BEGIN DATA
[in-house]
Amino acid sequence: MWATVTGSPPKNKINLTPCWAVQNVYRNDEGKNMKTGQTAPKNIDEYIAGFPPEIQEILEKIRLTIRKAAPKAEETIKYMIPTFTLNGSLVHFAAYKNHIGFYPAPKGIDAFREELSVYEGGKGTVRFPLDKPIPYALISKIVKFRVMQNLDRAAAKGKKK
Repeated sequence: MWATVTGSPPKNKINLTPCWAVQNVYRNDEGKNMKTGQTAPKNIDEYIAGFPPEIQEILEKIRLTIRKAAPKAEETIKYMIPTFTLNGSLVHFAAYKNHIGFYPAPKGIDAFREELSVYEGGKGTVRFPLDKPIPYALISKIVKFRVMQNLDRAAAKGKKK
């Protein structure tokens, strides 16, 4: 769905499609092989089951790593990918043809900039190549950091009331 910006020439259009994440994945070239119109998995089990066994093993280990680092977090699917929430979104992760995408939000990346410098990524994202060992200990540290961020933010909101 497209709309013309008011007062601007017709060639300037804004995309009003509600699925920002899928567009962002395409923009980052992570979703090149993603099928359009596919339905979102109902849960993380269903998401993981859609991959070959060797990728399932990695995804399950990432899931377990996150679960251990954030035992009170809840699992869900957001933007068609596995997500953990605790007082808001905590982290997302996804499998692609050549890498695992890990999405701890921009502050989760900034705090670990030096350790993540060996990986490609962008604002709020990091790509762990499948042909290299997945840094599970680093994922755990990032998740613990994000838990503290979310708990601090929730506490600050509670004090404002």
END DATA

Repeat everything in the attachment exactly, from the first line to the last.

[in-house]
Amino acid sequence: MWATVTGSPPKNKINLTPCWAVQNVYRNDEGKNMKTGQTAPKNIDEYIAGFPPEIQEILEKIRLTIRKAAPKAEETIKYMIPTFTLNGSLVHFAAYKNHIGFYPAPKGIDAFREELSVYEGGKGTVRFPLDKPIPYALISKIVKFRVMQNLDRAAAKGKKK
Repeated sequence: MWATVTGSPPKNKINLTPCWAVQNVYRNDEGKNMKTGQTAPKNIDEYIAGFPPEIQEILEKIRLTIRKAAPKAEETIKYMIPTFTLNGSLVHFAAYKNHIGFYPAPKGIDAFREELSVYEGGKGTVRFPLDKPIPYALISKIVKFRVMQNLDRAAAKGKKK
């Protein structure tokens, strides 16, 4: 769905499609092989089951790593990918043809900039190549950091009331 910006020439259009994440994945070239119109998995089990066994093993280990680092977090699917929430979104992760995408939000990346410098990524994202060992200990540290961020933010909101 497209709309013309008011007062601007017709060639300037804004995309009003509600699925920002899928567009962002395409923009980052992570979703090149993603099928359009596919339905979102109902849960993380269903998401993981859609991959070959060797990728399932990695995804399950990432899931377990996150679960251990954030035992009170809840699992869900957001933007068609596995997500953990605790007082808001905590982290997302996804499998692609050549890498695992890990999405701890921009502050989760900034705090670990030096350790993540060996990986490609962008604002709020990091790509762990499948042909290299997945840094599970680093994922755990990032998740613990994000838990503290979310708990601090929730506490600050509670004090404002």